¹: “Elevation” and “The Dream’s Dream” battle for that title.

²: On the Brian Eno produced demo from 1974, the song clocked in around 7 minutes.

³: See Lester Bangs’ “Free Jazz Punk Rock“.

Those Other Jams: The Byrds – Eight Miles High

The Byrds - (Untitled)

The Byrds – (Untitled)

I thought I knew The Byrds: folk-pop darlings, covered Dylan, Roger McGuinn, David Crosby, drugs references in pop songs, Gram Parsons, country rock, reunion in the Seventies… But I was wrong. I had missed a critical piece of the puzzle until a good friend showed me the light.

A few years back, as I sat at my friend’s house, sipping a beer and enjoying the warm fireplace, he got up to change the record. His record collection easily surpasses my own and he often tries to stump me with his selections. This time, however, he did not expect to keep me guessing.

“You’ll probably get this one pretty quick but I should tell you that I’m breaking protocol and starting with side two,” he informed me. Listening to albums is serious business and there are rules. This move violated a key regulation but, it’s his house, and his rule to break. “I just love this side so much,” he continued, “I can’t wait.” He dropped the needle and sat down.

A brisk fade-in revealed a band going at it hard. Uptempo drums drove a blend of jangling and crunchy rock guitars with a rapid yet fluid bass line. I should have spotted the song immediately from the early telltale riffs from McGuinn but a conversation about record playing rules diverted my attention just enough that I did not. Instead, I found myself puzzling over Clarence White’s guitar solo and the subsequent bass jam from Skip Battin. I commented on the quality jamming but I could not come up with the band. My friend laughed, surprised that I didn’t know the album.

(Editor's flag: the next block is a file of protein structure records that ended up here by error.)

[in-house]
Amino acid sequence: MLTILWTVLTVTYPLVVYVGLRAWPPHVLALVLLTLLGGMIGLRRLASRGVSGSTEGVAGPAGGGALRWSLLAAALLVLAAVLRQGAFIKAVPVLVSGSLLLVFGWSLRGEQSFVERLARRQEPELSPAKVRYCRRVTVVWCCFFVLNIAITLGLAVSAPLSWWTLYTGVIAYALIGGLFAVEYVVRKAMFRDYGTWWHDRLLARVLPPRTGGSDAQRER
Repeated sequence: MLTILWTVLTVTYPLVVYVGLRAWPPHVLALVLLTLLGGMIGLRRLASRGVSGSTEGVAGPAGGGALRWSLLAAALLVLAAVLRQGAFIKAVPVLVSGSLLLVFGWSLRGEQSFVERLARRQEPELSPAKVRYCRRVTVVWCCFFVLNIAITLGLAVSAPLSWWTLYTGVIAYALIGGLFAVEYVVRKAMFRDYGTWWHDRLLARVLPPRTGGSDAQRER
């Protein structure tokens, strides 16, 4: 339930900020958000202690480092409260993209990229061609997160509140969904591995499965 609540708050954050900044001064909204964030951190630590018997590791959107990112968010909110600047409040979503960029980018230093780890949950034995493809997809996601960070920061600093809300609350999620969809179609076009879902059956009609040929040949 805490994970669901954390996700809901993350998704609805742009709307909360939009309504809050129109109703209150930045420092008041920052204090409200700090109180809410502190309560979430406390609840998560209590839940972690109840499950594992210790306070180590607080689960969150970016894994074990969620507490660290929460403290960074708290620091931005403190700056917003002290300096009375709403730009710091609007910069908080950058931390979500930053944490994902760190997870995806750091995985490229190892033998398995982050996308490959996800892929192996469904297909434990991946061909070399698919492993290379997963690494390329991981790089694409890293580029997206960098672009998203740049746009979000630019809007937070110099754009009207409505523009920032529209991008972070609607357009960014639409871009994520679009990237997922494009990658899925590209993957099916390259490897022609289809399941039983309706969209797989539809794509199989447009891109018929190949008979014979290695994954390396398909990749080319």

I don’t have every record. It’s not possible. But I do pride myself on having a selection of excellent jamming from all over the musical spectrum. Not knowing, much less owning, this record began to gnaw at me as I sat, listening and drinking in that pale yellow wingback chair. And then, nearly twelve minutes into the side, McGuinn jumps back in with an unmistakable riff and Rickenbacker tone.

“The Byrds? This is “Eight Miles High”? What album is this?” I asked, getting up to check out the cover.

“(Untitled),” he responded. (He did not pronounce the parentheses but I include them for accuracy.)

I was blown away by this revelation. The Byrds could jam? They took a cool song and expanded it into a tour de force, A ripping jam that veered well enough away from its source to lose a listener but steered directly back into the groove in time to fit the song neatly on an album side. I was sold and I studied the cover, adding it to my mental record-shopping wantlist.

A new love was born.

JamBand Music – A Difficult Label

Jamband music is often pegged as self-indulgent, drug addled, guitar noodling but that’s not entirely fair.

It’s true that among the bands embraced by Jamband fandom, drugs do crop up both on stage and off. And guitar noodling, seemingly aimless streams of notes in search of purchase, certainly does happen. But to call the jams ‘aimless’ is a disservice to the players. A band like Phish doesn’t simply launch into jams unprepared.